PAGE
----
The very laws that define the legal criteria for citizenship in a particular nation point to some of the major political problems confronting the nations of the world. Those nations that utilize an ethnic conception to legally define citizenship must confront the issue of how to incorporate individuals from other groups into the body politic. Those nations that utilize a territorial conception to legally define citizenship must confront the issue of how to generate a common national identity in a body politic comprised of multiple ethnic traditions.
Utilizing an ethnic conception is presumed by its proponents to automatically create a strong bond between a nation's government and its people. In the contemporary world, however, very few nations contain only one ethnic group. Most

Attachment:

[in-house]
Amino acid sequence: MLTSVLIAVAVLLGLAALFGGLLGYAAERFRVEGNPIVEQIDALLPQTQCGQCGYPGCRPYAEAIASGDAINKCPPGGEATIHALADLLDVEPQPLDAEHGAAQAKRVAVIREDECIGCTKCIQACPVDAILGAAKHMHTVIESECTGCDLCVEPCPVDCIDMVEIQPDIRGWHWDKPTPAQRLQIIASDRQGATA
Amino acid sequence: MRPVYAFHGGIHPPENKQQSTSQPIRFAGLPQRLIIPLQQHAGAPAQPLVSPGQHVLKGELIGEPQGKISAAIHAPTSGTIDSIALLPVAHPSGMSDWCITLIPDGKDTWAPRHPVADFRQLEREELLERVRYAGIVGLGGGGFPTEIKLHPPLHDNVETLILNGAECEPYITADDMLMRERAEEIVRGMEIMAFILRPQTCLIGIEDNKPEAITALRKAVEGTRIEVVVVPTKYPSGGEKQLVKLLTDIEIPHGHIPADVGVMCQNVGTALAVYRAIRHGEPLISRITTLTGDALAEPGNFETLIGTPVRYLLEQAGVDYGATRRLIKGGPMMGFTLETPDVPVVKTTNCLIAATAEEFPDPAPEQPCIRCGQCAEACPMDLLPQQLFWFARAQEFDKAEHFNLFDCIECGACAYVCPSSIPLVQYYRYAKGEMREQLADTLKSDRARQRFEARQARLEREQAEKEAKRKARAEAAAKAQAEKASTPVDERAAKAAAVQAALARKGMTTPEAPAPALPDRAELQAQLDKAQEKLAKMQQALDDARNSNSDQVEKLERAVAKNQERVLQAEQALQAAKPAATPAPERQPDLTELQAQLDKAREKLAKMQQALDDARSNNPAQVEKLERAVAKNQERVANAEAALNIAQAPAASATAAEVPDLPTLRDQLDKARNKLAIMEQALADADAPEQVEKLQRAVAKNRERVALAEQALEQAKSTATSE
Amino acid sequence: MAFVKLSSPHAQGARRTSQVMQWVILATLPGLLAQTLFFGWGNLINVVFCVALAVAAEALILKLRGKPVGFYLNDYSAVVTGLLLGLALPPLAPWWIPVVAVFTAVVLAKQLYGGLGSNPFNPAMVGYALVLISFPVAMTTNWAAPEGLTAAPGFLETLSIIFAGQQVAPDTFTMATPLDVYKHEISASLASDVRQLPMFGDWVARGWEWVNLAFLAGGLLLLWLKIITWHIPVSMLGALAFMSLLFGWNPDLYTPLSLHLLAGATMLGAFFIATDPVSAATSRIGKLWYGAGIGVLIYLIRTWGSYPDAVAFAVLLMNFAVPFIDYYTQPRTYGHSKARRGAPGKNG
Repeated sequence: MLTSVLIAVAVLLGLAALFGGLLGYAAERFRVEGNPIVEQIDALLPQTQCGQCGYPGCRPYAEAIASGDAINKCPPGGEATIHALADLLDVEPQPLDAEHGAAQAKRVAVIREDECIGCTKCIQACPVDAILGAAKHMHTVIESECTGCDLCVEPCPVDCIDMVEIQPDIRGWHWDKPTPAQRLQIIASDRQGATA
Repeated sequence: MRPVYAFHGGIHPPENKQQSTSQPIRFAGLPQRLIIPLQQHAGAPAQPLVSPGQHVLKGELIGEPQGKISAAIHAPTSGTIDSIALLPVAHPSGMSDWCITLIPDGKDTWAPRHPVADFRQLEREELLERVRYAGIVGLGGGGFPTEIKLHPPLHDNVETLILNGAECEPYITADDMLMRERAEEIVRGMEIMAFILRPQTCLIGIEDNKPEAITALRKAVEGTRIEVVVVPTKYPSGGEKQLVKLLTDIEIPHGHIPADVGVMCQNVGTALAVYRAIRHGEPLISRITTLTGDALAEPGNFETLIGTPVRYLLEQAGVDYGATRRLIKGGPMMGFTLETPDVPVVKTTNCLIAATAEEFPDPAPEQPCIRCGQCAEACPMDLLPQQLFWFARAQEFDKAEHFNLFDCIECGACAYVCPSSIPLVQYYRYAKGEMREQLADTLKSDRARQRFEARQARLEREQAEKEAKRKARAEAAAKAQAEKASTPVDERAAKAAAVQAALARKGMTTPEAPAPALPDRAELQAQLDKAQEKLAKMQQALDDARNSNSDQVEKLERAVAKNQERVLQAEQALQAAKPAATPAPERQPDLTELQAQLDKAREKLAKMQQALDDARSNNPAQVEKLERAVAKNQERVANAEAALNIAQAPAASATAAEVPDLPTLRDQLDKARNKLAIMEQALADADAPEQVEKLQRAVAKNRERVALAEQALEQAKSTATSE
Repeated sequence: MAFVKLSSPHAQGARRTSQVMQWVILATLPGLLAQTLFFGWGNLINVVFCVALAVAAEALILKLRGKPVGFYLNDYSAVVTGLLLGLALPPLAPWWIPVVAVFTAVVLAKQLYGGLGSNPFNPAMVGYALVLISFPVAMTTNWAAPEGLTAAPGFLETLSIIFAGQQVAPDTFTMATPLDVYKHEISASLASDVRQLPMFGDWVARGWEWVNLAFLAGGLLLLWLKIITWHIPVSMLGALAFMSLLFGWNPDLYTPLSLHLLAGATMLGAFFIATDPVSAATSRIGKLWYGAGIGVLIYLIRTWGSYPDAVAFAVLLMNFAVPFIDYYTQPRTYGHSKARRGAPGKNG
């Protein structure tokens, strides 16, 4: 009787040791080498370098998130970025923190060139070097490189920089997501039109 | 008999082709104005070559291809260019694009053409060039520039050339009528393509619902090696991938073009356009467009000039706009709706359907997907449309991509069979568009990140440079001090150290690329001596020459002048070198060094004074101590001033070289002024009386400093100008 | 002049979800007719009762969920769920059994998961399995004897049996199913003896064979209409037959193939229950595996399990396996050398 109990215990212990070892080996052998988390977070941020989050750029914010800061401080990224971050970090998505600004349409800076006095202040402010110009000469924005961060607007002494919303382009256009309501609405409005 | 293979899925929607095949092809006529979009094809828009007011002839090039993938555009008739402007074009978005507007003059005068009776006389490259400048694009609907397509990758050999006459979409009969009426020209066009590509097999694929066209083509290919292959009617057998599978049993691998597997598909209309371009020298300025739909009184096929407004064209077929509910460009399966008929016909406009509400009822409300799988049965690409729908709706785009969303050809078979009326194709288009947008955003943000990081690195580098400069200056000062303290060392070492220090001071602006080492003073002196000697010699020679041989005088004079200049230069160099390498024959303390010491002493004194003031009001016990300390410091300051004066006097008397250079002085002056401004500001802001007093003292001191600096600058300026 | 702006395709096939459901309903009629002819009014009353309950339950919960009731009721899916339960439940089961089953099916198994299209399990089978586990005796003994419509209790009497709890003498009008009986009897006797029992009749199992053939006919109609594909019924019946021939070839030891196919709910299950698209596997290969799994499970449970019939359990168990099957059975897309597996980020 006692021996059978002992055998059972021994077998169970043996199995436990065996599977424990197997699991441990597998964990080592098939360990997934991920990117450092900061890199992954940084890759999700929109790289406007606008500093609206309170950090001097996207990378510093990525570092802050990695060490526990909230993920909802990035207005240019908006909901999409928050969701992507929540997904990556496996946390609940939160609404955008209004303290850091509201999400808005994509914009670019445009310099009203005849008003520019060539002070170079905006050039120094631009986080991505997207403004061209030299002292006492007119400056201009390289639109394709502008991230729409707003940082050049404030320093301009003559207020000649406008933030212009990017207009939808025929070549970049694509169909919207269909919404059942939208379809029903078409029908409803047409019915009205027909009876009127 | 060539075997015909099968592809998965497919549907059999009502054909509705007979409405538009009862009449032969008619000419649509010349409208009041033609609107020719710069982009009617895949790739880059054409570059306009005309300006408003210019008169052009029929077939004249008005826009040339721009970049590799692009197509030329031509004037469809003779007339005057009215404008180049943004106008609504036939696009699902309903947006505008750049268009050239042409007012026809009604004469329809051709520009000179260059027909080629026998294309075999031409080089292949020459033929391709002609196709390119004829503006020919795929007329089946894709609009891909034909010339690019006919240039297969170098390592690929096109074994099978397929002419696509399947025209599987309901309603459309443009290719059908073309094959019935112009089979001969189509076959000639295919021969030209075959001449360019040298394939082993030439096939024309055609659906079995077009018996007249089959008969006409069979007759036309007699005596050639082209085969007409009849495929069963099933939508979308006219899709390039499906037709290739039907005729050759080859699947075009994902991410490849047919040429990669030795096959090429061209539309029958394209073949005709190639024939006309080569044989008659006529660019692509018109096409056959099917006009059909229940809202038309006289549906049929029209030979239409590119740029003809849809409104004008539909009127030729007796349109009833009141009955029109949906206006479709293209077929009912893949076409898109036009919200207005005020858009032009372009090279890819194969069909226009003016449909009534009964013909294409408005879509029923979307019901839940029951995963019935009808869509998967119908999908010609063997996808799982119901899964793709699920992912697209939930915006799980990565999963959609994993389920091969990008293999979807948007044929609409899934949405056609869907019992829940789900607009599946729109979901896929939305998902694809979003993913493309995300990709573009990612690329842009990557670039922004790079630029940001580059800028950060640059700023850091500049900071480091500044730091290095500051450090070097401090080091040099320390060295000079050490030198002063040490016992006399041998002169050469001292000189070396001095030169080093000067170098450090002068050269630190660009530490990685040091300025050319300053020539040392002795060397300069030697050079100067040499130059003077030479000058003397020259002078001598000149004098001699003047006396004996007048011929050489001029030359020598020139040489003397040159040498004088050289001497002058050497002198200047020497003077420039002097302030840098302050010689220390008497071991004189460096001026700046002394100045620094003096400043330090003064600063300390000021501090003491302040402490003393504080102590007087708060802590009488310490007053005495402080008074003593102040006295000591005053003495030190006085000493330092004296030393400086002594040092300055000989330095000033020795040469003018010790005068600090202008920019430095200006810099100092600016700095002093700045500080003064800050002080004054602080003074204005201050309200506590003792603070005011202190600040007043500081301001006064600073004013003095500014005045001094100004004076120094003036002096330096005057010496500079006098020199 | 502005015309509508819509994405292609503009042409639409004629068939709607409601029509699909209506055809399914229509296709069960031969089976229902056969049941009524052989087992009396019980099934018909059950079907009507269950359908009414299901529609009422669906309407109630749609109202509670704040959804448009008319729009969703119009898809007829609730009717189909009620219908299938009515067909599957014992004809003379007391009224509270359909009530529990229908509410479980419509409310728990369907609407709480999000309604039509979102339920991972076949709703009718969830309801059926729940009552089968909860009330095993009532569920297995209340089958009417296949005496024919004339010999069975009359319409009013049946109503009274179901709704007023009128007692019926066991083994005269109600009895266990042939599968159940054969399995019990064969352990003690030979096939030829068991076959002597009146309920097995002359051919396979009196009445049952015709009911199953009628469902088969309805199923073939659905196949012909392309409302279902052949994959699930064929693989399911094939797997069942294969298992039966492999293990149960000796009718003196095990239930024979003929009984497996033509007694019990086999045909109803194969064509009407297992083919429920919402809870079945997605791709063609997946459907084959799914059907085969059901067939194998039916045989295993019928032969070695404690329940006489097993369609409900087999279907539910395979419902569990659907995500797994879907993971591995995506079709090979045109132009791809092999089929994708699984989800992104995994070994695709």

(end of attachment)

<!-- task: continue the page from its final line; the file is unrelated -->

territories embrace a wide variety of ethnic groups. Twenty-first-century Germany, for example, has almost 1 million ethnic Turks among its 82 million people. Although originally invited into Germany as guest workers, the Turks have established permanent, multigenerational communities, yet they are not permitted to help determine the policies governing the cities and nation in which they reside. This general problem will only become exacerbated by Germany's membership in the European Union. That entity guarantees the free movement of people within the European Union; as a result, many people are immigrating to Germany from other European countries to take advantage of favorable economic conditions. For a nation such as Germany to restrict citizenship to only one ethnic group automatically deprives the others of the basic democratic right of self-government. Furthermore, a legal conception of citizenship that is based on ethnicity may also heighten a parochialism among the majority that could make it more difficult politically to include an ethnic minority.